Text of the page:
How singular it is, that when this move takes place every one appears to be relieved, and yet every one of any experience must be quite aware that the dead bore work is only about to commence. Howbeit, all filled their glasses, and the peer, at the top of the table, began to talk politics. I am sure I cannot tell what the weighty subject was that was broached by the ex-minister; for I did not dine with Grey that day, and had I done so, I should have been equally ignorant, for I am a dull man, and always sleep at dinner. However, the subject was political, the claret flew round, and a stormy argument commenced. The Marquess was decidedly wrong, and was sadly badgered by the civil M.P. and the professor. The host, who was of no party, supported his guest as long as possible, and then left him to his fate. The military M.P. fled to the drawing-room to philander with Mrs. Grey; and the man of science and the African had already retired to the intellectual idiocy of a May Fair “At Home.” The novelist was silent, for he was studying a scene; and the poet was absent, for he was musing a sonnet.

The Marquess refuted, had recourse to contradiction, and was too acute a man to be insensible to the forlornness of his situation; when, at this moment, a voice proceeded from the end of the table, from a young gentleman, who had hitherto preserved a profound silence, but whose silence, if the company were to have judged from the tones of his voice, and the matter of his communication, did not altogether proceed from a want of confidence in his own abilities. “In my opinion,” said Mr. Vivian Grey, as he sat lounging in his father’s vacated seat, “in my opinion his Lordship has been misunderstood; and it is, as is generally the case, from a slight verbal misconception in the commencement of this argument, that the whole of this difference arises.”

The eyes of the Marquess sparkled, and the mouth of the Marquess was closed. His Lordship was delighted that his reputation might yet be saved; but as he was not perfectly acquainted in what manner that salvation was to be effected, he prudently left the battle to his youthful champion.

Mr. Vivian Grey proceeded with the utmost sang froid; he commented upon expressions, split and subtilised words, insinuated opinions, and finally quoted a whole passage of Bolingbroke to prove that the opinion of the most noble the Marquess of Carabas was one of the soundest, wisest, and most convincing of opinions that ever was promulgated by mortal man. The tables were turned, the guests looked astounded, the Marquess settled his ruffles, and perpetually exclaimed, “Exactly what I meant!” and his opponents, full of wine and quite puzzled, gave in.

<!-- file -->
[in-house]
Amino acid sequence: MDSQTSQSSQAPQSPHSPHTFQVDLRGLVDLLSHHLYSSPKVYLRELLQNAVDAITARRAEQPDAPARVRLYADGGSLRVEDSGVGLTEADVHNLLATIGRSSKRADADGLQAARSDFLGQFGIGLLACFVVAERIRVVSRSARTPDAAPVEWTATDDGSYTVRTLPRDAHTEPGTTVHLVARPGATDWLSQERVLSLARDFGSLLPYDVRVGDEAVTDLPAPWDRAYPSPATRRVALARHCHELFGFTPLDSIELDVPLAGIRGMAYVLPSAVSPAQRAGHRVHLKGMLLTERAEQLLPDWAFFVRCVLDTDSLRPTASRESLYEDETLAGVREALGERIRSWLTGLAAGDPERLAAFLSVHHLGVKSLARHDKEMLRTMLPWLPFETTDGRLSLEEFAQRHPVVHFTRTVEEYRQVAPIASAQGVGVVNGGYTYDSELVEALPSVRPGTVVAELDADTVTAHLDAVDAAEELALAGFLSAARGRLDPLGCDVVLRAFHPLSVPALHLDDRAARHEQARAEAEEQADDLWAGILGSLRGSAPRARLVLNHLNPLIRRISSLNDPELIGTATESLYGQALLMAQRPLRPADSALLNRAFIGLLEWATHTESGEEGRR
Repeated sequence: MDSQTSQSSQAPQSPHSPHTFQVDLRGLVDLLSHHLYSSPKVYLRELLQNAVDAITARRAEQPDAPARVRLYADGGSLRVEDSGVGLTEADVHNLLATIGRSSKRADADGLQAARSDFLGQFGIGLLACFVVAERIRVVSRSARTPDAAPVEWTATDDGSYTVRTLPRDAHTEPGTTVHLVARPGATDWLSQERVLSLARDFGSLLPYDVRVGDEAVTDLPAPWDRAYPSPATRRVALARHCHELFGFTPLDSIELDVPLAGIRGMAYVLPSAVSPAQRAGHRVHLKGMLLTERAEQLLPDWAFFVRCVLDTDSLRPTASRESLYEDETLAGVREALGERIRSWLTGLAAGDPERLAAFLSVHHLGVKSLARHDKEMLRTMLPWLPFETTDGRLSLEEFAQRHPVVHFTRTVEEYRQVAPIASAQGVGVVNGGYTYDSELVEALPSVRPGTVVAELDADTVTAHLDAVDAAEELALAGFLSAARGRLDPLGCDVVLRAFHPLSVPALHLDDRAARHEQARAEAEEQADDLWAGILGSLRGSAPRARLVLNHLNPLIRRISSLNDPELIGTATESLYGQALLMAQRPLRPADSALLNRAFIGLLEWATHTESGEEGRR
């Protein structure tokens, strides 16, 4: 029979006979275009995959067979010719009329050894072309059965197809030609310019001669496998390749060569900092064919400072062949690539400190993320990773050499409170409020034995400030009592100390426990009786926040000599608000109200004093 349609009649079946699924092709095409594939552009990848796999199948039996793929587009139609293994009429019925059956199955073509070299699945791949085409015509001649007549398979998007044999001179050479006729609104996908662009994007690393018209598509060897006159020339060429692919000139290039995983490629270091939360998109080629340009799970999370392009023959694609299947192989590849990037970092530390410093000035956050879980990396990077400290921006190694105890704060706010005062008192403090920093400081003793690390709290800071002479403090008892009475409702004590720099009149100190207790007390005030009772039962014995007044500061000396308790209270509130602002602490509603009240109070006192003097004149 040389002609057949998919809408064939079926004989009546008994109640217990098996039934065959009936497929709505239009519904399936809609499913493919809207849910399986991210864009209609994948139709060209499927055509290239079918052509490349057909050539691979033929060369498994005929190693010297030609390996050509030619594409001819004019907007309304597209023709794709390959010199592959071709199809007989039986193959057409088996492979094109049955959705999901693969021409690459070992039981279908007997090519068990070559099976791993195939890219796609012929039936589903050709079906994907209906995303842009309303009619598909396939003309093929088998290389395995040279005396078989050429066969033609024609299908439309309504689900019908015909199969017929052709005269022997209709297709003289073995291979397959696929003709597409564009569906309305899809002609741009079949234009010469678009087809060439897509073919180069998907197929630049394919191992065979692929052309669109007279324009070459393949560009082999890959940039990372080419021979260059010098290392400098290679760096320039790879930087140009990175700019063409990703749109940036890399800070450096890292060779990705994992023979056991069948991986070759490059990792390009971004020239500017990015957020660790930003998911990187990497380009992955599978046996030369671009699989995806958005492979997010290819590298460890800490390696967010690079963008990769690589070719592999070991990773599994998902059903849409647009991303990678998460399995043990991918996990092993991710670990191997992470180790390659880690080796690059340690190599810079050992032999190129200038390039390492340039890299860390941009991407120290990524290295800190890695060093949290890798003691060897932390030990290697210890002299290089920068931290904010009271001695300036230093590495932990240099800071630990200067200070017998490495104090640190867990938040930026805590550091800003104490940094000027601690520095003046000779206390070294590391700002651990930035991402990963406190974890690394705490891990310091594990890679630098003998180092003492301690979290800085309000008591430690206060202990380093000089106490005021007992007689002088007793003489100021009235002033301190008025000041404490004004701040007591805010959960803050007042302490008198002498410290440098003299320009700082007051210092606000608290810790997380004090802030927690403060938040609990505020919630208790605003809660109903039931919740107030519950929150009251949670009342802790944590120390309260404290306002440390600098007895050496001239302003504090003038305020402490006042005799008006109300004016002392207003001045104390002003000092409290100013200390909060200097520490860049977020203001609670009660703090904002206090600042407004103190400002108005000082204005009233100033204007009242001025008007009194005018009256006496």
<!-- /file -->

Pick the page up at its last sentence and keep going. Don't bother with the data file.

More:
It was a rule with Vivian Grey never to advance any opinion as his own. He had been too deep a student of human nature, not to be aware that the opinions of a boy of twenty, however sound, and however correct, stand but a poor chance of being adopted by his elder, though feebler, fellow-creatures. In attaining any end, it was therefore his system always to advance his opinion as that of some eminent and considered personage; and when, under the sanction of this name, the opinion or advice was entertained and listened to, Vivian Grey had no fear that he could prove its correctness and its expediency. He possessed also the singular faculty of being able to improvise quotations, that is, he could unpremeditatedly clothe his conceptions in language characteristic of the style of any particular author; and Vivian Grey was reputed in the world as having the most astonishing memory that ever existed; for there was scarcely a subject of discussion in which he did not gain the victory, by the great names he enlisted on his side of the argument. His father was aware of the existence of this dangerous faculty, and had often remonstrated with his son on the use of it. On the present occasion, when the buzz had somewhat subsided, Mr. Grey looked smiling to his son, and said, “Vivian, my dear, can you tell me in what work of Bolingbroke I can find the eloquent passage you have just quoted?”

“Ask Mr. Hargrave, sir,” replied the son, with perfect coolness; then, turning to the member, “You know, Mr. Hargrave, you are reputed the most profound political student in the House, and more intimately acquainted than any other person with the works of Bolingbroke.”

Mr. Hargrave knew no such thing; but he was a weak man, and, seduced by the compliment, he was afraid to prove himself unworthy of it by confessing his ignorance of the passage.

Coffee was announced.

Vivian did not let the peer escape him in the drawing-room. He soon managed to enter into conversation with him; and certainly the Marquess of Carabas never found a more entertaining companion. Vivian discoursed on a new Venetian liqueur, and taught the Marquess how to mull Moselle, an operation of which the Marquess had never heard (as who has?); and then the flood of anecdotes, and little innocent personalities, and the compliments so exquisitely introduced, that they scarcely appeared to be compliments; and the voice so pleasant, and conciliating, and the quotation from the Marquess’s own speech; and the wonderful art of which the Marquess was not aware, by which, during all this time, the lively, chattering, amusing, elegant conversationist, so full of scandal, politics, and cookery, did not so much appear to be Mr. Vivian Grey as the Marquess of Carabas himself.

“Well, I must be gone,” said the fascinated noble; “I really have not felt in such spirits for some time; I almost fear I have been vulgar enough to be amusing, eh! eh! eh! but you young men are sad fellows, eh! eh! eh! Don’t forget to call on me; good evening! and Mr. Vivian Grey! Mr. Vivian Grey!” said his lordship, returning, “you will not forget the receipt you promised me for making tomahawk punch.”

“Certainly not, my Lord,” said the young man; “only it must be invented first,” thought Vivian, as he took up his light to retire. “But never mind, never mind;

Chapeau bas! chapeau bas!

Glorie au Marquis de Carabas!!”

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Last updated Friday, March 7, 2014 at 15:19